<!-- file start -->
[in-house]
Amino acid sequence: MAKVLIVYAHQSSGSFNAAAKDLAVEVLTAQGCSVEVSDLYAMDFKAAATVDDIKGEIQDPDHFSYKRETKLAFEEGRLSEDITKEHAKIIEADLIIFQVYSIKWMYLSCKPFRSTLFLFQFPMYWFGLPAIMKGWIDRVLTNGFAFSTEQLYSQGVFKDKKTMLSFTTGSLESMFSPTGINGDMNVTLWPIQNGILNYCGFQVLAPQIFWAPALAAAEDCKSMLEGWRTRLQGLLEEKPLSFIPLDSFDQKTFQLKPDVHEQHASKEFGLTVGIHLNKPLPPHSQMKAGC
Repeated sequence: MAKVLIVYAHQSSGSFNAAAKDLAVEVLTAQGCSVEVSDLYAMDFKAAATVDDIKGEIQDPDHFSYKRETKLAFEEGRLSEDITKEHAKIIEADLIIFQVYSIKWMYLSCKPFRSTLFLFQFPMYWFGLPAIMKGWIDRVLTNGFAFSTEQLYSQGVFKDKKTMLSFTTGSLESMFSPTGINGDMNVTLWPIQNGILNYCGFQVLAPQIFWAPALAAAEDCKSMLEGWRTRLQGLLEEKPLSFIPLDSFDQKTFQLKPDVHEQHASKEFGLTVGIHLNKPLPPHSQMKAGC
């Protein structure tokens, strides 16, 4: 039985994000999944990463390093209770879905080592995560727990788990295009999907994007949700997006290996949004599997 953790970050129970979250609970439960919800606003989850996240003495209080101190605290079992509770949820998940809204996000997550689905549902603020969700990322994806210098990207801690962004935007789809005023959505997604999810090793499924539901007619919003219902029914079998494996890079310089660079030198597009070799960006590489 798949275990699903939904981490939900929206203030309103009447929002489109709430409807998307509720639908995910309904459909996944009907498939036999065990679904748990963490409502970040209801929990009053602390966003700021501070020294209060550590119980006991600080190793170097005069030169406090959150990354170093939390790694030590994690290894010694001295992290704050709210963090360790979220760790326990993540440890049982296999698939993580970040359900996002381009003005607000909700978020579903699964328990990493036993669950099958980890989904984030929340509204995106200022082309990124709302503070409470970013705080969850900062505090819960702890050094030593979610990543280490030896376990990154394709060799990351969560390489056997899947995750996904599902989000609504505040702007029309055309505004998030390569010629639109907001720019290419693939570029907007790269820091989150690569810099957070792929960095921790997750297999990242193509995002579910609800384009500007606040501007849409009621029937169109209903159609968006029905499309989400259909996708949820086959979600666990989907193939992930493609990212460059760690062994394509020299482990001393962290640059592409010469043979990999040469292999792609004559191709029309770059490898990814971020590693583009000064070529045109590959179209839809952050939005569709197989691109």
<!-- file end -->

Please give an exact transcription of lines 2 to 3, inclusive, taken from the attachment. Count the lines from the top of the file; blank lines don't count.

Amino acid sequence: MAKVLIVYAHQSSGSFNAAAKDLAVEVLTAQGCSVEVSDLYAMDFKAAATVDDIKGEIQDPDHFSYKRETKLAFEEGRLSEDITKEHAKIIEADLIIFQVYSIKWMYLSCKPFRSTLFLFQFPMYWFGLPAIMKGWIDRVLTNGFAFSTEQLYSQGVFKDKKTMLSFTTGSLESMFSPTGINGDMNVTLWPIQNGILNYCGFQVLAPQIFWAPALAAAEDCKSMLEGWRTRLQGLLEEKPLSFIPLDSFDQKTFQLKPDVHEQHASKEFGLTVGIHLNKPLPPHSQMKAGC
Repeated sequence: MAKVLIVYAHQSSGSFNAAAKDLAVEVLTAQGCSVEVSDLYAMDFKAAATVDDIKGEIQDPDHFSYKRETKLAFEEGRLSEDITKEHAKIIEADLIIFQVYSIKWMYLSCKPFRSTLFLFQFPMYWFGLPAIMKGWIDRVLTNGFAFSTEQLYSQGVFKDKKTMLSFTTGSLESMFSPTGINGDMNVTLWPIQNGILNYCGFQVLAPQIFWAPALAAAEDCKSMLEGWRTRLQGLLEEKPLSFIPLDSFDQKTFQLKPDVHEQHASKEFGLTVGIHLNKPLPPHSQMKAGC